1. Force quitting an app that is not responding
If an application is not responding, if it's continually bouncing in the Dock or appears to have frozen, you may need to force quit it. You can do this by holding Command+Alt+[esc] to bring up the
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2. Fixing software update errors
If you run the Software Update application (which can be found in System Preferences) on your Mac and are presented with any kind of an error, it could be that you need to repair permissions. OS X is based on a system of permissions telling it which user has access to what files. If these become corrupted, your Mac might erroneously think that you don't have the right privileges to run and install software. Go to Applications > Utilities and open Disk Utility. Then, choose your boot drive, this is usually called Macintosh HD, and then click the Repair Disk Permissions option. After this process has been completed, try the software update process again. Everything should be running back to normal just by going through this simple process.
3. Opening files in specific programs
If a file or document is refusing to open but you know which application it should work with, try holding Command+Alt while dropping the file onto the relevant application's icon, either in the Dock or in Finder. This should force your chosen application to open the file. It will also force any application to try to open a file, though success rates will vary. Alternatively, select the problem file and press Command+[I] to open up the Get Info window. Then, choose Open With: and, from the pull-down menu beneath that option, pick an application to open the file. To make every file of that kind open with that application in the future, click the Change All… button.
4. Making some space and adding more RAM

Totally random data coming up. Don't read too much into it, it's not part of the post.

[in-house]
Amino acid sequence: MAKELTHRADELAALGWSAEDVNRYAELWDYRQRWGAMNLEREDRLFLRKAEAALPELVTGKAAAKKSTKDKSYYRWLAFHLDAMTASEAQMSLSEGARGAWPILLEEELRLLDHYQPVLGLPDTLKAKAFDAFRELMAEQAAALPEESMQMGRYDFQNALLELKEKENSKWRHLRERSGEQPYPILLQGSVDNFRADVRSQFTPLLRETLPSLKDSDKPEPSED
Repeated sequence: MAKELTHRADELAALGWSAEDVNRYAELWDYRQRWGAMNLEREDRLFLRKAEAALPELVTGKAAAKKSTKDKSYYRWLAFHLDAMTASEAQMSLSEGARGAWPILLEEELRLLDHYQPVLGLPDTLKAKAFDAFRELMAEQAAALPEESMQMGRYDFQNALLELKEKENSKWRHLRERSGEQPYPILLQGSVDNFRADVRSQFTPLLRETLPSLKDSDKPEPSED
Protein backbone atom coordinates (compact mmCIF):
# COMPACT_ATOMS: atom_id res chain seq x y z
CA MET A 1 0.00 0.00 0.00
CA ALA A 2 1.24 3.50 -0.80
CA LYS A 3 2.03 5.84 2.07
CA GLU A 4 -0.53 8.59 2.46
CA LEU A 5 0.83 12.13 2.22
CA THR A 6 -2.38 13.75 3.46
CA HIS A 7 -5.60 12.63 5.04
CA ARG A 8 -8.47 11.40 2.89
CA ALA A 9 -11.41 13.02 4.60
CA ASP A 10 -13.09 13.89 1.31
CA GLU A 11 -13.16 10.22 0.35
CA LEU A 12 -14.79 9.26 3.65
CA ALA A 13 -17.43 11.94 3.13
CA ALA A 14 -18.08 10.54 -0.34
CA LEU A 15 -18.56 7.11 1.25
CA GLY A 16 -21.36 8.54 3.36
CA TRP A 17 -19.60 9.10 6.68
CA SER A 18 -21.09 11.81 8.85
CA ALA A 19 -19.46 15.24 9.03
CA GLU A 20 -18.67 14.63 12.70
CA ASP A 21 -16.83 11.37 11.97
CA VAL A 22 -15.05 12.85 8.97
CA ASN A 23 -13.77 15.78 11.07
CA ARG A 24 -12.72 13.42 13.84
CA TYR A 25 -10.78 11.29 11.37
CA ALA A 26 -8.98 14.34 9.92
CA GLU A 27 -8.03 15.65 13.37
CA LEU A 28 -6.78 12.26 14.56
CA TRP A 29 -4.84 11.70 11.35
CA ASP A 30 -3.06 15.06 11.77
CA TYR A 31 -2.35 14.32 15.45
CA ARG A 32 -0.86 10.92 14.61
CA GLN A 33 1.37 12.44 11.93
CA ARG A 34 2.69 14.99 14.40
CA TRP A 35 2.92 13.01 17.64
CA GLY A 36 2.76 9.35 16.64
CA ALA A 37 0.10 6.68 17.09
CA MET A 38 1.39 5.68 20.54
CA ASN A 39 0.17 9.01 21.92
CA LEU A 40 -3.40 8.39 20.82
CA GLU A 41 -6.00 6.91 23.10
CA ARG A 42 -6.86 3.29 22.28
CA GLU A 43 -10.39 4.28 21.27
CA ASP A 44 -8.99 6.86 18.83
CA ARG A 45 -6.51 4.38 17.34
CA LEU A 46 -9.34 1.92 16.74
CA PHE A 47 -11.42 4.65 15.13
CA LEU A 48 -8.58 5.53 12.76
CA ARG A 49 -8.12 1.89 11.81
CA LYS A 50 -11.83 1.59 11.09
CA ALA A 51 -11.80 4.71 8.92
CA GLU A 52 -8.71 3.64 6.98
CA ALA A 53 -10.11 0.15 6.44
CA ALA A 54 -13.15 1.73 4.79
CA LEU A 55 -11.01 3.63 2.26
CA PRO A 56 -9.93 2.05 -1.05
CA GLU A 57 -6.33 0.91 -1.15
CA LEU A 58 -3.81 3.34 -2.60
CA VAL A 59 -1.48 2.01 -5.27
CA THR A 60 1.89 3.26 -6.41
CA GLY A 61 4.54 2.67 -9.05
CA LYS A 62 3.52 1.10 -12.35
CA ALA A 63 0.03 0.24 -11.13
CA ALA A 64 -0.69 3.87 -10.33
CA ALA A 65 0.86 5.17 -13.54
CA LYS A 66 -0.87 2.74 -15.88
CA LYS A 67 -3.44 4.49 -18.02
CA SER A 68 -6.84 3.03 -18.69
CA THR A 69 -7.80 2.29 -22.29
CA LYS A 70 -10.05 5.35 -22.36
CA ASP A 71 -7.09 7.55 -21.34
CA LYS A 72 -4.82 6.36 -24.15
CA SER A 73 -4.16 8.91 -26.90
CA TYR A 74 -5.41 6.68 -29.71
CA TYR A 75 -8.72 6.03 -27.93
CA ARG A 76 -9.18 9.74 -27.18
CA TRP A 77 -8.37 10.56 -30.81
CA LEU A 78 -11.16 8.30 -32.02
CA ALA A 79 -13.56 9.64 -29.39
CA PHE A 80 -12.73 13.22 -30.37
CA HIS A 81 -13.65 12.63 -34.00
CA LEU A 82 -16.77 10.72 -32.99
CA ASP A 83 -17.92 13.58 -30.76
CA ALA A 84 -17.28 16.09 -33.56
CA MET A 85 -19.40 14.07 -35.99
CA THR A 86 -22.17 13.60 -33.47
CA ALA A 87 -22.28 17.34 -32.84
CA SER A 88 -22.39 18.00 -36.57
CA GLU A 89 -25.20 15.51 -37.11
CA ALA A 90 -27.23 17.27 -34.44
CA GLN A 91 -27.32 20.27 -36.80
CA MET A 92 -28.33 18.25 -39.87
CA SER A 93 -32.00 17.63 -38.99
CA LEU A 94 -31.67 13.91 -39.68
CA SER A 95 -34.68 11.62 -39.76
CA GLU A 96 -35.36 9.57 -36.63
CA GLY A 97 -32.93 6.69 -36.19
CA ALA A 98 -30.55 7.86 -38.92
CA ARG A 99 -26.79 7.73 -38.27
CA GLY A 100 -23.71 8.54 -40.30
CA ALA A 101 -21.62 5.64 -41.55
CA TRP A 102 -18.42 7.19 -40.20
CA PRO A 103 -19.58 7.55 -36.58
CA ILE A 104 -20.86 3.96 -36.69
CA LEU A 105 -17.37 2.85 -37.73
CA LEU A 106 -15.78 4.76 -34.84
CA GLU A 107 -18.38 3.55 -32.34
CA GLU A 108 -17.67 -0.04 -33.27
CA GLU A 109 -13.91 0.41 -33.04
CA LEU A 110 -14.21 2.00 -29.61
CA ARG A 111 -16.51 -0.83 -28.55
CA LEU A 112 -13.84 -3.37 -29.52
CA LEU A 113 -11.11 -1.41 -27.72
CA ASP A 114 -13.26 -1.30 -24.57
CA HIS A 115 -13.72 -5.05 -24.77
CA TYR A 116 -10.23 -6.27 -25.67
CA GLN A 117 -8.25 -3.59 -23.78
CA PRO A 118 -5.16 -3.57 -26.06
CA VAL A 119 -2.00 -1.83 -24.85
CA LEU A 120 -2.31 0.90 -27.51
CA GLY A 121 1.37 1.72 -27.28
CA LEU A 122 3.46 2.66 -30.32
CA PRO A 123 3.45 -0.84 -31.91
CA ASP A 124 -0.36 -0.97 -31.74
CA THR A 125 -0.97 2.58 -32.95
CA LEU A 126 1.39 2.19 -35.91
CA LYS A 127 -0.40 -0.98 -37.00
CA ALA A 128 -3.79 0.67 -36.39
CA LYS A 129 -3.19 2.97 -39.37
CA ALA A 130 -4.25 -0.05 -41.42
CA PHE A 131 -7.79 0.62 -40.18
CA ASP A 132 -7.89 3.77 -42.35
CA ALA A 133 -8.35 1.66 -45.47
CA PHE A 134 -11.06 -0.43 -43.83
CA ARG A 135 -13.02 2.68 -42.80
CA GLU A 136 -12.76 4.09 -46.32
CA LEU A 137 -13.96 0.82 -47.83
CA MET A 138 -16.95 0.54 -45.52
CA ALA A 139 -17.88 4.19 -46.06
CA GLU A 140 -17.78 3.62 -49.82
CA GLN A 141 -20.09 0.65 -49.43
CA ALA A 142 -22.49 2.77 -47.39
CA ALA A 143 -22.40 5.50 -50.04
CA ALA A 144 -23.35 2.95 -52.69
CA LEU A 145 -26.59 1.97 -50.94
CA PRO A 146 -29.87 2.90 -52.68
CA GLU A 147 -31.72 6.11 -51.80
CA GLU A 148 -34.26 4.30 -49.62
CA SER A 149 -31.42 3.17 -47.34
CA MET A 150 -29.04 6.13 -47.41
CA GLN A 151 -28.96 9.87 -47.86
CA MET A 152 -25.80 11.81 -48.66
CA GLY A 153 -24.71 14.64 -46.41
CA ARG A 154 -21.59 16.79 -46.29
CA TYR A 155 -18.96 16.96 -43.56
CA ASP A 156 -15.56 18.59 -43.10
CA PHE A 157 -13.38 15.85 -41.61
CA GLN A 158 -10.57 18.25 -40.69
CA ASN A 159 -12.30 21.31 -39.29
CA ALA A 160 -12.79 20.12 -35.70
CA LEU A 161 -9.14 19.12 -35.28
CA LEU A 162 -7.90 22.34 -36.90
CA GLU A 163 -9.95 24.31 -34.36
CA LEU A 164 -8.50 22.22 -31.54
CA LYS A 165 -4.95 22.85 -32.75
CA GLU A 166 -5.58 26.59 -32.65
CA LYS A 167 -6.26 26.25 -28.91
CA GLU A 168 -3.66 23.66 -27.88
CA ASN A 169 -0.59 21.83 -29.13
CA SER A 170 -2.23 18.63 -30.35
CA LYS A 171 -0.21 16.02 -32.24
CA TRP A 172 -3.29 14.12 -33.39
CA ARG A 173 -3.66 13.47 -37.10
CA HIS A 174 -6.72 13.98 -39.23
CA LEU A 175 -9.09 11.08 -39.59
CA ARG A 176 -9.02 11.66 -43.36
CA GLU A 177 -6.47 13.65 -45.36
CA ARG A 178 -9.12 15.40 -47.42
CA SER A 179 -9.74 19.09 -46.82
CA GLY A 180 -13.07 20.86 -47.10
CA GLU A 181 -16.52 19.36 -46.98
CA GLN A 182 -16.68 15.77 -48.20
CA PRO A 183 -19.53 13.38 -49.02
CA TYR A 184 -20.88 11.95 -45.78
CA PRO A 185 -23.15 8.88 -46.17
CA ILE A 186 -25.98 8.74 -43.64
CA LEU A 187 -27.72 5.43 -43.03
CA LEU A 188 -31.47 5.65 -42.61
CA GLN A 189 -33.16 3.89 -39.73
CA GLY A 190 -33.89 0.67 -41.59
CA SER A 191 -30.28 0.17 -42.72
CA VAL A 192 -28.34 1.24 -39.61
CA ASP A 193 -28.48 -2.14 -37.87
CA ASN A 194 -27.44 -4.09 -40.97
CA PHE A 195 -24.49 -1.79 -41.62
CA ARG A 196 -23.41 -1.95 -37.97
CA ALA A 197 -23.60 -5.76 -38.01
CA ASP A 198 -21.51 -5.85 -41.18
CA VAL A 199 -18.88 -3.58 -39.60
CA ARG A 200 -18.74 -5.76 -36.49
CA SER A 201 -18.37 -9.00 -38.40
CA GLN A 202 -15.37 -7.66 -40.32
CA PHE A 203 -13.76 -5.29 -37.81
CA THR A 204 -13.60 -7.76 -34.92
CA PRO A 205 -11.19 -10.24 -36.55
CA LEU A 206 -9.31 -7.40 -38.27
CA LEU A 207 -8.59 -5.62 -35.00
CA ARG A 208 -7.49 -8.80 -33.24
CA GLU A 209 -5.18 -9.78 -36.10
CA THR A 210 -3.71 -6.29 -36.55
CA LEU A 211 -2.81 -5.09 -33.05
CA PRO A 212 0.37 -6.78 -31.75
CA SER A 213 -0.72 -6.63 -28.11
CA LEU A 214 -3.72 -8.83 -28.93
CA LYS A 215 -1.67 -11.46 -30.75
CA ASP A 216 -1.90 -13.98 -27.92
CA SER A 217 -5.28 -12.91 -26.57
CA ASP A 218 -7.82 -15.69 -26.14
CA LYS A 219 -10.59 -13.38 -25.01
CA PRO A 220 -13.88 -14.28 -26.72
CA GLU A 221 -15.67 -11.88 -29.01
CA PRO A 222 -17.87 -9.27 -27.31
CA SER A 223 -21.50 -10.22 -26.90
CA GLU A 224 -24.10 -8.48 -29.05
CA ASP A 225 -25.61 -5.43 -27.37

If your Mac is feeling sluggish and simple tasks are taking longer than usual to do, check that the boot drive isn't getting too full by selecting it and pressing Command+[I] to Get Info on it. Look at its size and how much available free space is left on it. If it's less than 20% of the drive's size that's free, you'll need to offload some stuff either onto DVDs or onto external hard drives to free up space. Good candidates include movies, iPhoto and iTunes libraries, plus any applications you don't use much. Also look at fitting more RAM to your Mac as this will also help greatly with performance.
5. Ejecting a disc that's stuck in your Mac
If a CD or DVD refuses to eject, and it's definitely not in use by any programs, try restarting the Mac whilst holding down the left mouse button. This should force the opening of all optical drives and eject your troublesome disc. You could also open Terminal and type drutil tray open, then hit [Enter]. If other devices like USB or FireWire hard drives, memory sticks or iPods refuse to eject, the safest course of action is to shut down the Mac, disconnect the device and then restart. Often, a device will then behave normally.
6. Finding a file that's missing on your Mac
We all like to think that we're super organised by storing our documents and files in relevant folders on our Macs, but every now and then we forget to put them somewhere sensible and a file ends up somewhere completely obscure. If you can't find a file or folder that you think may be somewhere on your Mac, you can use Mac OS X's built-in Spotlight search system to find it. Click on the Spotlight icon (small blue circle with a magnifying glass inside) at the top-right of the menu bar and type the name of the file or even just part of its name. From the resulting list you should be able to see the missing file and open it – as long as it's on your Mac, of course! Alternatively, press Command+[F] to open the search window, and run a search based on its filename and also date opened, date created, file type or any of the available criteria. The more information you can enter, the easier the search will be.